The proposed rules would also restrict production and distribution to the seven companies currently authorized to grow and sell cannabis for the entire Florida market. This "vertical integration" model means there is little to no competition in the state. Lawmakers are considering a proposal to split that into four separate licenses — cultivation, processing, transportation and retail.
Hawaii Implementing Dispensary Program
On Feb. 1, the Hawaii Department of Health gave two medical cannabis dispensaries the okay to start cultivating. The dispensaries on Maui and Oahu are the state’s first to ramp up operations under an expanded medical cannabis program approved in 2015. Eight dispensary licenses were awarded in 2016, with each license allowing two production facilities of up to 3,000 plants each and two retail locations. Two other licensees are expected to begin cultivation soon, with a target of July for serving the more than 15,000 patients currently registered with the state, which has a population of 1.4 million. No medical cannabis products can be sold until an analytic laboratory is licensed to test the products, but the Department of Health is reviewing two lab applications and accepting more. In 2000, Hawaii became the first state to enact a medical cannabis law through legislative action, but it only allowed home cultivation.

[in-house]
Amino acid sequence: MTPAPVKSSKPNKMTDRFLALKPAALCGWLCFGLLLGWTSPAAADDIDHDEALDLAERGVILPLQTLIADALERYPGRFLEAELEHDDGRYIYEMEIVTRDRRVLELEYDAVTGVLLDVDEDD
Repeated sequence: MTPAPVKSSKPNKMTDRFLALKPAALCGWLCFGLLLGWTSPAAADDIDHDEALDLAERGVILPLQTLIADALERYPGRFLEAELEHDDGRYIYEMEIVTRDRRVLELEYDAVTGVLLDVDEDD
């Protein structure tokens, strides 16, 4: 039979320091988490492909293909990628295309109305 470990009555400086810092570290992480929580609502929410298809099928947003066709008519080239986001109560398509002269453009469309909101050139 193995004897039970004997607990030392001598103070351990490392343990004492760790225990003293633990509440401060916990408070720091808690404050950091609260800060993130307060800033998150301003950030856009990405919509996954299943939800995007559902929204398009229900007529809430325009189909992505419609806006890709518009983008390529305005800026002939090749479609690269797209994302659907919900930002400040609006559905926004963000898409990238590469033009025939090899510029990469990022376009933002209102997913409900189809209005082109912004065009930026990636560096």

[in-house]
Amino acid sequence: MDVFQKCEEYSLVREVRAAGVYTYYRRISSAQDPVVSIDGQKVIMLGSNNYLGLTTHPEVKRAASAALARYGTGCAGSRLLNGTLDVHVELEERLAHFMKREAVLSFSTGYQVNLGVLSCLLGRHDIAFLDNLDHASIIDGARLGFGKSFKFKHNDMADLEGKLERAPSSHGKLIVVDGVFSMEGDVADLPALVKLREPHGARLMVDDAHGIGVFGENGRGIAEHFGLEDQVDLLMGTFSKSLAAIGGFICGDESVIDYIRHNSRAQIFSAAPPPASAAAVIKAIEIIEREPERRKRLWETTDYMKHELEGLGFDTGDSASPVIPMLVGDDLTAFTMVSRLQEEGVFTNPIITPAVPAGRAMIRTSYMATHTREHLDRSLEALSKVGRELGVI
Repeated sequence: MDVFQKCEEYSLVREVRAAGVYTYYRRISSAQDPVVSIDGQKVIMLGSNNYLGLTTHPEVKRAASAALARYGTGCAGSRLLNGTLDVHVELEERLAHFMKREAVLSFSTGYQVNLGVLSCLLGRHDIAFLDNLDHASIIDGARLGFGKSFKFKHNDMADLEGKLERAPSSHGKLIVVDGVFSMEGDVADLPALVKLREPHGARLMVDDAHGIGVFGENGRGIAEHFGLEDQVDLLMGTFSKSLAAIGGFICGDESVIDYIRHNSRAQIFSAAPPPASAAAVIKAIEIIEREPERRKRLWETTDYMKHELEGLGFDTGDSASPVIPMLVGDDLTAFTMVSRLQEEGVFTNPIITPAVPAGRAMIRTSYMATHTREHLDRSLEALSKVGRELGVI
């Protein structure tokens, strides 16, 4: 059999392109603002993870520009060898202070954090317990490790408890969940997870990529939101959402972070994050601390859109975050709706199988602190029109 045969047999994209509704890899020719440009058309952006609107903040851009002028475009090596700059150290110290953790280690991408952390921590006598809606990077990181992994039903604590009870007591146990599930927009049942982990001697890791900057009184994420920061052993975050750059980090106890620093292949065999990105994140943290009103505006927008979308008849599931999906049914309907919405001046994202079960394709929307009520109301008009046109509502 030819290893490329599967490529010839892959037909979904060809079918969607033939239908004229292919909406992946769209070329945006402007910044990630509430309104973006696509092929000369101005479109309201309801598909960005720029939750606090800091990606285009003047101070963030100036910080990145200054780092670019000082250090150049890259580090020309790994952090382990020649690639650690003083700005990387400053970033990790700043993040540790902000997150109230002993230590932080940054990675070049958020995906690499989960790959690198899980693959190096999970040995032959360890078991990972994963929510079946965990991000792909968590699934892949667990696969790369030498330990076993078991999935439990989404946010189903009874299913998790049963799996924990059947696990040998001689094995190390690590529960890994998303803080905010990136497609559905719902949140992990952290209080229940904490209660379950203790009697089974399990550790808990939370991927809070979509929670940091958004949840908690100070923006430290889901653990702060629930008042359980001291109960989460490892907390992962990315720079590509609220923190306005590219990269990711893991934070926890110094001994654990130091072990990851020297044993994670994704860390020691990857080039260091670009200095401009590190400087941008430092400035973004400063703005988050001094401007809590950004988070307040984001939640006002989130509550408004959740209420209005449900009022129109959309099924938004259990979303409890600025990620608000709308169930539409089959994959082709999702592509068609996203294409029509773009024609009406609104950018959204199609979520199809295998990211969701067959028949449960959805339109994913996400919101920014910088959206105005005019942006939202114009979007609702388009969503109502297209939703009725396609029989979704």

Medical Cannabis Covered by Workers Comp in New Jersey
A New Jersey man injured on the job is entitled to have his medical cannabis paid for by workers compensation, a judge ordered in December. Andrew Watson suffered a serious hand injury working for a lumber company in 2014 and qualified for the state’s medical cannabis program as a result. His suit claimed that he had experienced relief from using the medical cannabis he purchased through the program but his employer refused to pay for it, so he discontinued use. At roughly $500 per ounce, New Jersey’s medical cannabis is the most expensive in the nation.
In the first decision of its kind in New Jersey, Administrative Law Judge Ingrid L. French ruled, "the effects of the marijuana, in many ways, is not as debilitating as the effects of the Percocet…. As a result of his improved pain management, he has achieved a greater level of functionality." The judge concluded by noting "While the court is sensitive to the controversy surrounding the medicinal use of marijuana, whether or not it should be prescribed for a patient in a state where it is legal to prescribe it is a medical decision that is within the boundaries of the laws in the state."
A previous case in New Mexico resulted in a patient’s medical cannabis costs being covered by workers compensation insurance.
Germany Makes Cannabis Available by Prescription
On January 20, the German parliament unanimously passed a medical cannabis law. Physicians will be allowed to prescribe cannabis for multiple sclerosis and other severe conditions such as chronic pain and nausea, according to the Federal Ministry of Health. The new law, first approved by the cabinet in May 2016, goes into effect in March. Eventually, medical cannabis will be cultivated through a new state-regulated program, but the medicine may be imported until then.
ASA Activist Profile: Terrie Best, San Diego